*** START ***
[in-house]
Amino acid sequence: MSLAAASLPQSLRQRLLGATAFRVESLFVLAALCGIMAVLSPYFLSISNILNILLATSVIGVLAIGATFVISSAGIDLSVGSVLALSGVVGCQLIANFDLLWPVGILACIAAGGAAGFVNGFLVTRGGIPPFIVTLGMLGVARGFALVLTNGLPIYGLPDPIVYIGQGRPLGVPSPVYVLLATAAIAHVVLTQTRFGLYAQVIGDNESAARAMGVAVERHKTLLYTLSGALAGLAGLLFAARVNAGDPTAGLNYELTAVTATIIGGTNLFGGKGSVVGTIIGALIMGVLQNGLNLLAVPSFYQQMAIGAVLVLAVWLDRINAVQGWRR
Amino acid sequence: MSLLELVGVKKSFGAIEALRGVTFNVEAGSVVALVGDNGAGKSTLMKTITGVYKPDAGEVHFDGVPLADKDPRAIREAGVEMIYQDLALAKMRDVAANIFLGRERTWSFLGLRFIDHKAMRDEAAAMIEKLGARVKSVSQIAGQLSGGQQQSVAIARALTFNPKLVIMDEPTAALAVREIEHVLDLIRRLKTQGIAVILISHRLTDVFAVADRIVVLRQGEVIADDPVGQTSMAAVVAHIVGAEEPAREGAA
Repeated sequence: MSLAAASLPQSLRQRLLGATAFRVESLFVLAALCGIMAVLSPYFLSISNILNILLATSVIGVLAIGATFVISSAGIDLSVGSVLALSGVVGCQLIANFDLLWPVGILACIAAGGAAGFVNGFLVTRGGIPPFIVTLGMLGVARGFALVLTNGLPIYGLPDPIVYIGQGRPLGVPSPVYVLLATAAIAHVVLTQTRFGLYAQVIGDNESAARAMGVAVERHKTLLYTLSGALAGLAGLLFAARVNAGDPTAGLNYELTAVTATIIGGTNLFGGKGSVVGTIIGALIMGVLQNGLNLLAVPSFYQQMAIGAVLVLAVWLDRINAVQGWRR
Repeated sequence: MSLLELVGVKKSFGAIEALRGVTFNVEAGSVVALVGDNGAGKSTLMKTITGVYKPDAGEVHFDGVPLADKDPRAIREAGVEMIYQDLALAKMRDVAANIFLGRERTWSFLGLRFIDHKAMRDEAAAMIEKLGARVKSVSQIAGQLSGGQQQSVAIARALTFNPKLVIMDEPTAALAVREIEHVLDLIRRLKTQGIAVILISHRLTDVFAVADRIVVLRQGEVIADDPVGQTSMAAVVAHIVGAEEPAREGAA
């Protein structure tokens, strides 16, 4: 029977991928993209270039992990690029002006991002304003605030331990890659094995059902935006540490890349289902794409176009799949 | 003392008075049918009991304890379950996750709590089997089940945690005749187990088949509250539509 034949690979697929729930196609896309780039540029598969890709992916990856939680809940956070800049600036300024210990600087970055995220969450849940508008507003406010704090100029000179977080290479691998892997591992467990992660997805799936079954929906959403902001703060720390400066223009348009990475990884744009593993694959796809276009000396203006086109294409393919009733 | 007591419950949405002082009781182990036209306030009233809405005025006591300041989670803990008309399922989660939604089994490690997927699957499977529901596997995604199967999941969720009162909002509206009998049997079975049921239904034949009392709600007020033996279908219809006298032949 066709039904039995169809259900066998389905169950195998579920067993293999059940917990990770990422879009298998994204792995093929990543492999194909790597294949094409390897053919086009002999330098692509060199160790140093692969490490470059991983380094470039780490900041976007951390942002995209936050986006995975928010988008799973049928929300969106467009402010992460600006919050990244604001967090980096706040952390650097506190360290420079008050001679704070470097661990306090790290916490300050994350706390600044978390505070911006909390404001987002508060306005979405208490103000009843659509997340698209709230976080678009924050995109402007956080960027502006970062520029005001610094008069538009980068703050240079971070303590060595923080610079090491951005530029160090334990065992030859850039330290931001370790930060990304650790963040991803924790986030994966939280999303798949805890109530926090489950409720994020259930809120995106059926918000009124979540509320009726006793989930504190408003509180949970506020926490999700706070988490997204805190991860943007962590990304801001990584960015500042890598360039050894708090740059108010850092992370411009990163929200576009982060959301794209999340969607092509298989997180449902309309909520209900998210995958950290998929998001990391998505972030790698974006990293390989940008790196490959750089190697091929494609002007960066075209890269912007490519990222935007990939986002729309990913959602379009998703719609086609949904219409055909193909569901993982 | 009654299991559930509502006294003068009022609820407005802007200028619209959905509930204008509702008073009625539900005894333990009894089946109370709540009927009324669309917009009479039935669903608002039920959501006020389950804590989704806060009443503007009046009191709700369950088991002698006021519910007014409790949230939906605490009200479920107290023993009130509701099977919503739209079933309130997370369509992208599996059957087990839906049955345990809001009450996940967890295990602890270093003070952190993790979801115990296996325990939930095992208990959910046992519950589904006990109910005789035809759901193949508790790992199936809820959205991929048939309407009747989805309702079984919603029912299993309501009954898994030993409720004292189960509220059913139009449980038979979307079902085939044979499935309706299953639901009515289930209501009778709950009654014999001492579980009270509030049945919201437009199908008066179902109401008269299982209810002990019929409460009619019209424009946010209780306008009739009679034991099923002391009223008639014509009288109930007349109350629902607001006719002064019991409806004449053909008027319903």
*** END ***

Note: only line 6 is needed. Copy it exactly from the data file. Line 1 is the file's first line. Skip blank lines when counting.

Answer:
């Protein structure tokens, strides 16, 4: 029977991928993209270039992990690029002006991002304003605030331990890659094995059902935006540490890349289902794409176009799949 | 003392008075049918009991304890379950996750709590089997089940945690005749187990088949509250539509 034949690979697929729930196609896309780039540029598969890709992916990856939680809940956070800049600036300024210990600087970055995220969450849940508008507003406010704090100029000179977080290479691998892997591992467990992660997805799936079954929906959403902001703060720390400066223009348009990475990884744009593993694959796809276009000396203006086109294409393919009733 | 007591419950949405002082009781182990036209306030009233809405005025006591300041989670803990008309399922989660939604089994490690997927699957499977529901596997995604199967999941969720009162909002509206009998049997079975049921239904034949009392709600007020033996279908219809006298032949 066709039904039995169809259900066998389905169950195998579920067993293999059940917990990770990422879009298998994204792995093929990543492999194909790597294949094409390897053919086009002999330098692509060199160790140093692969490490470059991983380094470039780490900041976007951390942002995209936050986006995975928010988008799973049928929300969106467009402010992460600006919050990244604001967090980096706040952390650097506190360290420079008050001679704070470097661990306090790290916490300050994350706390600044978390505070911006909390404001987002508060306005979405208490103000009843659509997340698209709230976080678009924050995109402007956080960027502006970062520029005001610094008069538009980068703050240079971070303590060595923080610079090491951005530029160090334990065992030859850039330290931001370790930060990304650790963040991803924790986030994966939280999303798949805890109530926090489950409720994020259930809120995106059926918000009124979540509320009726006793989930504190408003509180949970506020926490999700706070988490997204805190991860943007962590990304801001990584960015500042890598360039050894708090740059108010850092992370411009990163929200576009982060959301794209999340969607092509298989997180449902309309909520209900998210995958950290998929998001990391998505972030790698974006990293390989940008790196490959750089190697091929494609002007960066075209890269912007490519990222935007990939986002729309990913959602379009998703719609086609949904219409055909193909569901993982 | 009654299991559930509502006294003068009022609820407005802007200028619209959905509930204008509702008073009625539900005894333990009894089946109370709540009927009324669309917009009479039935669903608002039920959501006020389950804590989704806060009443503007009046009191709700369950088991002698006021519910007014409790949230939906605490009200479920107290023993009130509701099977919503739209079933309130997370369509992208599996059957087990839906049955345990809001009450996940967890295990602890270093003070952190993790979801115990296996325990939930095992208990959910046992519950589904006990109910005789035809759901193949508790790992199936809820959205991929048939309407009747989805309702079984919603029912299993309501009954898994030993409720004292189960509220059913139009449980038979979307079902085939044979499935309706299953639901009515289930209501009778709950009654014999001492579980009270509030049945919201437009199908008066179902109401008269299982209810002990019929409460009619019209424009946010209780306008009739009679034991099923002391009223008639014509009288109930007349109350629902607001006719002064019991409806004449053909008027319903």